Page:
Gov. Mills Reins In Illegal Legislative Activity


The 2024 legislative session has now concluded. On May 10, the Legislature met in Augusta one last time for Veto Day. The legislature failed to overturn any of the six vetoes on the table, and because of the rush at the end of the session, $11.4 million of revenue was left unallocated. In a genuinely desperate move, legislative leadership attempted to pass new legislation on Veto Day despite the day’s purpose in law being as obvious as its name suggests–it’s a day reserved for dealing with the governor’s vetoes, not for considering additional work. 

Despite this, the Senate considered about 80 bills moved from the Special Appropriations Table earlier in the week, most with amendments that seriously shrunk or altered the funding source. Any bills they passed with amendments had to go to the House for concurrence. The House eventually decided not to bother passing any new bills due to warnings from the governor that she would not sign any laws passed that day. However, 35 bills that were not amended went straight from the Senate to Gov. Janet Mills, who, as of Tuesday the 14, announced that she would not allow any of them to become law.

The statute defining Veto Day describes it as allowing the legislature to consider the Governor’s objections to legislation passed at the end of the session. This language has been taken to mean that the day’s purpose is to attempt to overturn gubernatorial vetoes, and this has traditionally been the only work done on Veto Day.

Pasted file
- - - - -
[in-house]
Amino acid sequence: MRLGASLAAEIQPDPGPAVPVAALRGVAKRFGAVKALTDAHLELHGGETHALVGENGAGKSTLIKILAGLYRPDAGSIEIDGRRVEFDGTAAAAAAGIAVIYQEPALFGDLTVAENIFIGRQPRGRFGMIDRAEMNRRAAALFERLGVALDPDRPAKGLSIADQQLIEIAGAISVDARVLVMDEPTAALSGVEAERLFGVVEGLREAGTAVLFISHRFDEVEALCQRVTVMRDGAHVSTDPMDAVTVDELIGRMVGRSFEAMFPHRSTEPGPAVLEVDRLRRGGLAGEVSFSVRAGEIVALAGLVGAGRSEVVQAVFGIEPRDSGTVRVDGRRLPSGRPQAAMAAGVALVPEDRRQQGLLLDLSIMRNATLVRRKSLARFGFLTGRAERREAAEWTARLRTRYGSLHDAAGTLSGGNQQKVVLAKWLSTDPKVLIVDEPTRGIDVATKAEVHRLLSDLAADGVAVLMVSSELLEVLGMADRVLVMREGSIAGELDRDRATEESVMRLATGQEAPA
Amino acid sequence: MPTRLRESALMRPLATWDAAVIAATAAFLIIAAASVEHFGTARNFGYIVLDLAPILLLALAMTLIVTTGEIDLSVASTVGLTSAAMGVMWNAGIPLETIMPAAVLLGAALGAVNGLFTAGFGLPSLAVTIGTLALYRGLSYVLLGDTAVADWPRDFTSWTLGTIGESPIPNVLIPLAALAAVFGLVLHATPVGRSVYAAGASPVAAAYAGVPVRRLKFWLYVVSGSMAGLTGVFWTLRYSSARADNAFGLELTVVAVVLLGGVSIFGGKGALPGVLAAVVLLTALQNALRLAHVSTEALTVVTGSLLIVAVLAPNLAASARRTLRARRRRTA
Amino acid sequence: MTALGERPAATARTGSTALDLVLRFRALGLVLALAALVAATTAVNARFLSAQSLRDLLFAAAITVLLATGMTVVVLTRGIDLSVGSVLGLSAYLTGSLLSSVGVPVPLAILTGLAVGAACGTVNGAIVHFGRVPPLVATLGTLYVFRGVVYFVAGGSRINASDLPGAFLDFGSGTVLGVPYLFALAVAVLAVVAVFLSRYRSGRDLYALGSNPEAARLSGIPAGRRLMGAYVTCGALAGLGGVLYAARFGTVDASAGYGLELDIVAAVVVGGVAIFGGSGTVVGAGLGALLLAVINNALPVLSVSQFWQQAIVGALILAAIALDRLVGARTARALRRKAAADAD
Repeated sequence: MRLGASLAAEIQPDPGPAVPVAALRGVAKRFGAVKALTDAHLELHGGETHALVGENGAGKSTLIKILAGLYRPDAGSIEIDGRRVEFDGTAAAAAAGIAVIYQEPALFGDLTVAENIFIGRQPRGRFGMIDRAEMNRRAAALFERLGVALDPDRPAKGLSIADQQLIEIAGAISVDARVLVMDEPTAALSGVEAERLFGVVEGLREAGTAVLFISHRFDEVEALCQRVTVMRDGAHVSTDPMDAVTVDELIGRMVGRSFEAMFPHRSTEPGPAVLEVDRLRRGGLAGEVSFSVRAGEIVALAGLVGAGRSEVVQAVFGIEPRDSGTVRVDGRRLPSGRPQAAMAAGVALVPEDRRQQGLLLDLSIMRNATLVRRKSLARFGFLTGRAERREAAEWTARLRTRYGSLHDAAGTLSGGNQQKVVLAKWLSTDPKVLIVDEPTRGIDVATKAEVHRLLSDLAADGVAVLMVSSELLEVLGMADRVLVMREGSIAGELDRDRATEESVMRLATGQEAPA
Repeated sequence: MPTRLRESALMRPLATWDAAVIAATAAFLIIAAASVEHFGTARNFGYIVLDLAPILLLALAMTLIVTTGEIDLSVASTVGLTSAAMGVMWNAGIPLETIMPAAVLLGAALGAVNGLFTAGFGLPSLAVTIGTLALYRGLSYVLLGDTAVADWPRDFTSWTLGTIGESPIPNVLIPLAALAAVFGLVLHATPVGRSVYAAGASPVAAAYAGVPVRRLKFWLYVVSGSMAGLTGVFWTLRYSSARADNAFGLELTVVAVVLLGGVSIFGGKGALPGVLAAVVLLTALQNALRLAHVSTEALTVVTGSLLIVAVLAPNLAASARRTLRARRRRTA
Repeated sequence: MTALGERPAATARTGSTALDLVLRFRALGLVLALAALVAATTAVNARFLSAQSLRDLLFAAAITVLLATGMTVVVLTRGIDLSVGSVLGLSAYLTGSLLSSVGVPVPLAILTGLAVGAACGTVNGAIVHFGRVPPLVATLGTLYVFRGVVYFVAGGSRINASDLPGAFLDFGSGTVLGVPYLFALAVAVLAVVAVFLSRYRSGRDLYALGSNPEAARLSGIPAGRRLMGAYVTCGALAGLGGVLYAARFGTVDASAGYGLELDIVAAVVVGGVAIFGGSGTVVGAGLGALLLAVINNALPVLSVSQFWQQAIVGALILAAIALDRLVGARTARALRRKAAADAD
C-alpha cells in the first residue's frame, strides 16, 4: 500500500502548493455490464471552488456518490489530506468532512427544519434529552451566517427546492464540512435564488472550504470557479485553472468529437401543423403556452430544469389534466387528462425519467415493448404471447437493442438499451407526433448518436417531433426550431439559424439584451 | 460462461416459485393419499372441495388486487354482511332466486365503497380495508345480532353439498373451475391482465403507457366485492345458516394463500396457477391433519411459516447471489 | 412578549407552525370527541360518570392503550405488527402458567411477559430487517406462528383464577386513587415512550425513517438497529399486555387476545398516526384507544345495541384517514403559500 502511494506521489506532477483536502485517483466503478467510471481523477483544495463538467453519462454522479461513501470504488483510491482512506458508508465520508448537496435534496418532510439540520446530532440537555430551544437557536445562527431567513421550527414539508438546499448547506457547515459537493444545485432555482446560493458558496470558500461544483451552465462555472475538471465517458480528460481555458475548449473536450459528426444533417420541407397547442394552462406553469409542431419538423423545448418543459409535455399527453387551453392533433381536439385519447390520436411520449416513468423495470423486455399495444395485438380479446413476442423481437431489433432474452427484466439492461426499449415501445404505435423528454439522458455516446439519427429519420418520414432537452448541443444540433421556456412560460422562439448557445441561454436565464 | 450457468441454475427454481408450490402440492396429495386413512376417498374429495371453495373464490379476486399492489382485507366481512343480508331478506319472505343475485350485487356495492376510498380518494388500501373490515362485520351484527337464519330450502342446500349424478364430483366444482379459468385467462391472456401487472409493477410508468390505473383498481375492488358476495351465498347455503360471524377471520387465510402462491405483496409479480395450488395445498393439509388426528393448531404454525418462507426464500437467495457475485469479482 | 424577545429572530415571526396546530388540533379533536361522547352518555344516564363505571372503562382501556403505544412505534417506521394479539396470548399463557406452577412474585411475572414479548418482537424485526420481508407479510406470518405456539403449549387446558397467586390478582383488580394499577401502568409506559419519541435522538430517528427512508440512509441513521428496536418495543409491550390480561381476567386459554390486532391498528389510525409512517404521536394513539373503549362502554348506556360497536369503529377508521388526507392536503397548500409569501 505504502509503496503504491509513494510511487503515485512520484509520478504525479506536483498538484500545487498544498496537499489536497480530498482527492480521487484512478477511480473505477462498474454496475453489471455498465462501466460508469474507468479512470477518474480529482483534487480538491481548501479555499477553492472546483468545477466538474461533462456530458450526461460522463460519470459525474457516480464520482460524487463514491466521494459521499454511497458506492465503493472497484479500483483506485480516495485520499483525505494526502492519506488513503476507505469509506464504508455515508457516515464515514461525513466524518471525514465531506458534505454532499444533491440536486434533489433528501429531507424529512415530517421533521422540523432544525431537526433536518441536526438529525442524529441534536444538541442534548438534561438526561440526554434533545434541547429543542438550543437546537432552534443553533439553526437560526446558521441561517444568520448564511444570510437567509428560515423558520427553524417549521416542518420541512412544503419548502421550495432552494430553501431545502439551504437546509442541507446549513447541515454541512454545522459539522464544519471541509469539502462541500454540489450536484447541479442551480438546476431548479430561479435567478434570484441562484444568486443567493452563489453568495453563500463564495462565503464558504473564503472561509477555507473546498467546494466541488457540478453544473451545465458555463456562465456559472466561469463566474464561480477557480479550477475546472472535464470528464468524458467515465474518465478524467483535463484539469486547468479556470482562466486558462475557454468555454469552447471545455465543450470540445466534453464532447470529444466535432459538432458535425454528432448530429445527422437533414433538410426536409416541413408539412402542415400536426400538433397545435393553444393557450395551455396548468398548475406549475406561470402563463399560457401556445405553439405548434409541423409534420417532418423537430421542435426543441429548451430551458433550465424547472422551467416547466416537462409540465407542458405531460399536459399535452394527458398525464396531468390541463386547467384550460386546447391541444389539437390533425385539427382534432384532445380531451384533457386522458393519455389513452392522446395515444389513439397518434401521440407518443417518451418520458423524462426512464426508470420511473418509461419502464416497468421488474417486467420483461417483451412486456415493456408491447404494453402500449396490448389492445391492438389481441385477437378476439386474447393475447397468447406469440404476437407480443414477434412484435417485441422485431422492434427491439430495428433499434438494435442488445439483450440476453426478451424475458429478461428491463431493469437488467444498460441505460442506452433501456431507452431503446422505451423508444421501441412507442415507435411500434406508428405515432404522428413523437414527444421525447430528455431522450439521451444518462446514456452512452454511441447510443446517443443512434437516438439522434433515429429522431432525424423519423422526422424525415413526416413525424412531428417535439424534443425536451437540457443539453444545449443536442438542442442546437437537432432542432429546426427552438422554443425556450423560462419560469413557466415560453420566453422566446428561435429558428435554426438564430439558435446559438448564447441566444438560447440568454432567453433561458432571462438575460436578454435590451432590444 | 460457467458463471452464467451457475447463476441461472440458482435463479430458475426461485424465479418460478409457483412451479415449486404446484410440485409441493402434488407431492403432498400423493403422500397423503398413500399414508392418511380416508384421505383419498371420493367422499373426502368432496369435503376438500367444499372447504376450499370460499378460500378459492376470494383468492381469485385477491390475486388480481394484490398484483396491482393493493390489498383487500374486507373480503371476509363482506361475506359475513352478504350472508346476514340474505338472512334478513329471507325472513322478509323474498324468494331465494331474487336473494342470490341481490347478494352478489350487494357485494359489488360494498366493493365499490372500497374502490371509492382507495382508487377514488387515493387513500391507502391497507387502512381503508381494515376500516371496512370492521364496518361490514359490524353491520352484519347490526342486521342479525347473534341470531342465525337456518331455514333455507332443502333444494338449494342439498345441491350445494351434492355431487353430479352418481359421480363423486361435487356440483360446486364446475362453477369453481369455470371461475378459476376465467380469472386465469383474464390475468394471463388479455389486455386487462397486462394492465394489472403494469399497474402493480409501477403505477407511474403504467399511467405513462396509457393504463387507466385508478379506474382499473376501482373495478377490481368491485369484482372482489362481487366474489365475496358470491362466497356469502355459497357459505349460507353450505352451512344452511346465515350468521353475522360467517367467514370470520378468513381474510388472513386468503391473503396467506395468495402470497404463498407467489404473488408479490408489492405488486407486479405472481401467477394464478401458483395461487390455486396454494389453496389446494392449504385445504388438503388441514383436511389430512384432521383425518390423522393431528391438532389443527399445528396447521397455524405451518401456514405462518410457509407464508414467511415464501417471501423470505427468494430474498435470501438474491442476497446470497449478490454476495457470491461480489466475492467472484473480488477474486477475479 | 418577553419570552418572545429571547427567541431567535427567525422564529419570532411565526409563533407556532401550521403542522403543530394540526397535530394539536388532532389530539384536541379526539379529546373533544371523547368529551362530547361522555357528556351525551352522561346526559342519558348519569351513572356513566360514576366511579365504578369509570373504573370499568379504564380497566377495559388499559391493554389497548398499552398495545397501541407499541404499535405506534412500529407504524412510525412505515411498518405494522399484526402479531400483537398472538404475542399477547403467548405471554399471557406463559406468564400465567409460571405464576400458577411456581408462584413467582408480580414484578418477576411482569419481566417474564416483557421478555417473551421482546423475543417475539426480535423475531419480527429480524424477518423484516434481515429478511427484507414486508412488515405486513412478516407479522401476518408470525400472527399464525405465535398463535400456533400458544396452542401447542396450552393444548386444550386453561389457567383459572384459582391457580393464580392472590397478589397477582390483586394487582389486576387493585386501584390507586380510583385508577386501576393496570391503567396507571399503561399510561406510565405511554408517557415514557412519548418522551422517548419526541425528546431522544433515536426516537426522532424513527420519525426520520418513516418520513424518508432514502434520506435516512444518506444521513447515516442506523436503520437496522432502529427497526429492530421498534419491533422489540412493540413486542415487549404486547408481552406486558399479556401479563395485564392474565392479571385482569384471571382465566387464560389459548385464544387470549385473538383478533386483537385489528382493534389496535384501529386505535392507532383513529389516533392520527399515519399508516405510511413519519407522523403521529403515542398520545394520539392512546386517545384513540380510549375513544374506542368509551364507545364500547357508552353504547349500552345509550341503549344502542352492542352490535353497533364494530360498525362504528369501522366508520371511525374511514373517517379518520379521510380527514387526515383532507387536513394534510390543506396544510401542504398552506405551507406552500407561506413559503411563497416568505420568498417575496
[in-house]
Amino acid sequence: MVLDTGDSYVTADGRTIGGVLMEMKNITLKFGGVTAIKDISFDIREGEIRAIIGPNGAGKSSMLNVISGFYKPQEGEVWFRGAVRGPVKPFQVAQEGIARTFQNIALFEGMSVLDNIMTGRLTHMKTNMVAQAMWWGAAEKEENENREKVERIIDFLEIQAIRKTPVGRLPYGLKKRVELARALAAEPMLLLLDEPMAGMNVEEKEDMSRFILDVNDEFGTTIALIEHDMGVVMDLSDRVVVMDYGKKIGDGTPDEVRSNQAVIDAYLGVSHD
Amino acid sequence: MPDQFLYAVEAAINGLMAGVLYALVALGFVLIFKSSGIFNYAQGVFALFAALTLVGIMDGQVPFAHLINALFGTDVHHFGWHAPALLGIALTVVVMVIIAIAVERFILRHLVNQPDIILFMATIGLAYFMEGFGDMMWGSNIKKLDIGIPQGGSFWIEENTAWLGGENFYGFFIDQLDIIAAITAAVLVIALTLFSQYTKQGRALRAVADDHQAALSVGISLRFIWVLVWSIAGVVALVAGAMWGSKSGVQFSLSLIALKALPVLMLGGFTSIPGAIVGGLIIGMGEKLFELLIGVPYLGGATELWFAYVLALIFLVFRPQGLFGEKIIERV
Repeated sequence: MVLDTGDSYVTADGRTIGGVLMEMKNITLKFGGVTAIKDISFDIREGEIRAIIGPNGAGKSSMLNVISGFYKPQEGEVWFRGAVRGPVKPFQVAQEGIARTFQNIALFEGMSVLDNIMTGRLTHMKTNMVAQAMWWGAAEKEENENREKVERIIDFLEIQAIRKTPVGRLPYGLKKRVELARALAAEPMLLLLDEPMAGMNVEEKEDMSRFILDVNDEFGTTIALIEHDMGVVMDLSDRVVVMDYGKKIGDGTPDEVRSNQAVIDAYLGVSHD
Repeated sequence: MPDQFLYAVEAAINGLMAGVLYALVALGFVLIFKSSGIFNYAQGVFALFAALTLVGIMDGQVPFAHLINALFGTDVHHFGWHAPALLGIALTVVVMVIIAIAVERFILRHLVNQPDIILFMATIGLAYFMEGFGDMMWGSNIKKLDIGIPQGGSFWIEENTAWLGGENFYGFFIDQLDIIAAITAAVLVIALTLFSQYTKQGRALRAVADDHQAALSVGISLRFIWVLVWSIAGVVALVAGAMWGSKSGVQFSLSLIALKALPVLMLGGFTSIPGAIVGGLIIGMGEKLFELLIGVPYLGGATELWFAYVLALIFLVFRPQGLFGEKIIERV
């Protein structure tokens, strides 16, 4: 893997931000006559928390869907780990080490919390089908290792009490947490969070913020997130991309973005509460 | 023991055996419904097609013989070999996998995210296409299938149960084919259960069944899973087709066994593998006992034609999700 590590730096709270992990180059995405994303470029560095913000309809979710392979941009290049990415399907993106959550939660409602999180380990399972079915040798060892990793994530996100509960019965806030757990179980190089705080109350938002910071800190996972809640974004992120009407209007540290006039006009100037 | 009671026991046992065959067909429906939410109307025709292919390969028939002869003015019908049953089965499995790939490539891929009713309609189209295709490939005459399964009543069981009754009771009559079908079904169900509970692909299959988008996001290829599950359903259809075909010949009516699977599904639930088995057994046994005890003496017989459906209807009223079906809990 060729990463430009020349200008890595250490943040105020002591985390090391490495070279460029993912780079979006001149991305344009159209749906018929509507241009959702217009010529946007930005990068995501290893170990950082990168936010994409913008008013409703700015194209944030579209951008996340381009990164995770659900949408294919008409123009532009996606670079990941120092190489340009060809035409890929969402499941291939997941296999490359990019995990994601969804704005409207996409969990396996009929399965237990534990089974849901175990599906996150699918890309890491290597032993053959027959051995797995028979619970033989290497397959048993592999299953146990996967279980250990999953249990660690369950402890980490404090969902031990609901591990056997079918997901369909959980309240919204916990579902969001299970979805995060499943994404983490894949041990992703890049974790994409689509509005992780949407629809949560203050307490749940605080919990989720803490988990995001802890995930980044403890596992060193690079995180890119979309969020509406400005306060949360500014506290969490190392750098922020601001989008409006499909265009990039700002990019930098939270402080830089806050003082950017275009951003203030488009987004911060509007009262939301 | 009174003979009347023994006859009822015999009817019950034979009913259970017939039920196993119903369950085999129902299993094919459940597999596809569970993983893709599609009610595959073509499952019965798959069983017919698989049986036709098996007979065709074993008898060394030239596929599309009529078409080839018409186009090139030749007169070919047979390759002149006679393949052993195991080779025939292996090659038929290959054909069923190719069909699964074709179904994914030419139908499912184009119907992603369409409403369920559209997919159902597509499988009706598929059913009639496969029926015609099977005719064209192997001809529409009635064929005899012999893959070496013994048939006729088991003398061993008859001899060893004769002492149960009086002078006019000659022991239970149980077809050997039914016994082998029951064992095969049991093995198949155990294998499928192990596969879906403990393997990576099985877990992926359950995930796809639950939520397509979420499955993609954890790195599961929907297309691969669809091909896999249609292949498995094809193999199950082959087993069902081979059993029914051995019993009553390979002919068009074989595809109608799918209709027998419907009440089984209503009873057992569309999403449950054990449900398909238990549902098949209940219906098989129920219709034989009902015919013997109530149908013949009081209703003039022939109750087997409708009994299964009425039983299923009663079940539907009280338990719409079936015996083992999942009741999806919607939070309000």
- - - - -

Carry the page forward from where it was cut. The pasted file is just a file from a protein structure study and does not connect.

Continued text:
However, because of the large amount of money on the table and the fact that elections are coming later this year, the Legislature wanted to spend this money while they still could. Many of these bills were poorly written and poorly motivated, from race-based free access to state parks to bills requiring health insurance, including MaineCare, to cover biomarker testing.

Any bill passed outside of the regular legislative session, which concluded in the early morning of April 18th, would open a door for a constitutional challenge, and this is one of the many valid concerns Gov. Mills raised in her letter addressing the legislature. Another concern is the precedent this might set, allowing the legislature to stretch the legislative session farther and farther and defy the state’s legal and constitutional rules and procedures.

As Gov. Mills said in her letter, “Constitutional norms, no matter how inconvenient and even when they may impede achieving good policy aims, nonetheless provide important institutional safeguards.” While Gov. Mills’ adherence to her policy of fiscal restraint might be questioned, the same can not be said for her respect for the Constitution and the laws of Maine on this issue.